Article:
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Transfer of the Conservancy’s 50-acre preserve to the park district, completed this week, adds important marshland habitat to the district’s 153-acre Arcola Creek Park and more than triples the park system’s frontage along the creek. The donation also includes increased protection for the barrier beach, which blocks the creek from the lake during periods of low water but is breached during high water and allows the creek to spill into the lake.
This transition zone where the creek meets the lake – a freshwater estuary – is what makes Arcola Creek a special place. It’s also a critical sheltering area for migratory birds and is popular with anglers, especially those seeking steelhead trout.
“The Lake Metroparks, with the help of many partners, has done a fine job protecting Arcola Creek Park,” said Josh Knights, executive director of the Conservancy’s Ohio program. “We’re pleased to donate the capstone to this project, our Arcola Creek nature preserve, so that the public may continue to enjoy the property and learn about lake ecology.”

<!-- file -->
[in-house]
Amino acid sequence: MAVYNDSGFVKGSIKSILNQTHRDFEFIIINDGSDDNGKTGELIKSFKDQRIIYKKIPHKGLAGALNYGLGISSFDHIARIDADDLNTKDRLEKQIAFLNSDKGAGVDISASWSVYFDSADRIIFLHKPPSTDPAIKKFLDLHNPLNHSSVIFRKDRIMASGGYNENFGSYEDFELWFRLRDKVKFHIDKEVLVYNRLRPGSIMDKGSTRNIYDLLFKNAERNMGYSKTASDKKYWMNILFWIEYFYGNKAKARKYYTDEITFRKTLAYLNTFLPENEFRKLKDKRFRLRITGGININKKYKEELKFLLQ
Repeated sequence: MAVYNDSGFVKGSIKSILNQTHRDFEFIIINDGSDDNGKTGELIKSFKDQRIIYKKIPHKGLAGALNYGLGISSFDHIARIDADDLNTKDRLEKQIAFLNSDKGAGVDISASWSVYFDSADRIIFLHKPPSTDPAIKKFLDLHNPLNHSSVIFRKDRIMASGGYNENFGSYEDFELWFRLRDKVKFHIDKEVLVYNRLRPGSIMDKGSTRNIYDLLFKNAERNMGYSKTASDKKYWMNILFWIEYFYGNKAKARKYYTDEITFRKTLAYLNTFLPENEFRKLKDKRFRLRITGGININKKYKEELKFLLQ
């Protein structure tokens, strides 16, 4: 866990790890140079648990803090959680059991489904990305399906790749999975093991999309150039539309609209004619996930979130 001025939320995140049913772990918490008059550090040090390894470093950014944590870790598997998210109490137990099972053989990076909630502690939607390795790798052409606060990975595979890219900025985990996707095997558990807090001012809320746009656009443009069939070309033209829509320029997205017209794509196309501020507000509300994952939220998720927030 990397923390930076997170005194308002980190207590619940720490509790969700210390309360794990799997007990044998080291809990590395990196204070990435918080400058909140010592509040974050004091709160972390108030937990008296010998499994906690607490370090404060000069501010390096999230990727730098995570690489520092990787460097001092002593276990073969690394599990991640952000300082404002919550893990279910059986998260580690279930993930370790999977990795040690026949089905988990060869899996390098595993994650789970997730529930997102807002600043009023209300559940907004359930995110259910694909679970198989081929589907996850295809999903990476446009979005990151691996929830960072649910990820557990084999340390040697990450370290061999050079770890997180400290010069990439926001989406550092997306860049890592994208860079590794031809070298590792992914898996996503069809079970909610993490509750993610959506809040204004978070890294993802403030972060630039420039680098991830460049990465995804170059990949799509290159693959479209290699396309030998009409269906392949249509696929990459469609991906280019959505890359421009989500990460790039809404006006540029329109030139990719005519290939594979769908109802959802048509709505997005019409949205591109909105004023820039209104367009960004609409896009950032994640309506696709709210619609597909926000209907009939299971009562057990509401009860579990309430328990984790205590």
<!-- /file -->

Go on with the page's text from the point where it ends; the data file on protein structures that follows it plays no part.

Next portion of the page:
The park district now fully owns the land but the Conservancy ensured the long-term protection of the land with deed restrictions that guarantee conservation of the land and prohibit some uses, such as oil and gas drilling.
“The donation will allow Lake Metroparks to further protect one of the few natural estuaries on Lake Erie to ensure it can be enjoyed by future generations and will increase access to this highly popular steelhead stream,” said Paul Palagyi, interim director of the metroparks.
Photo Courtesy of the Ohio Department of Natural Resources
Source: The Nature Conservancy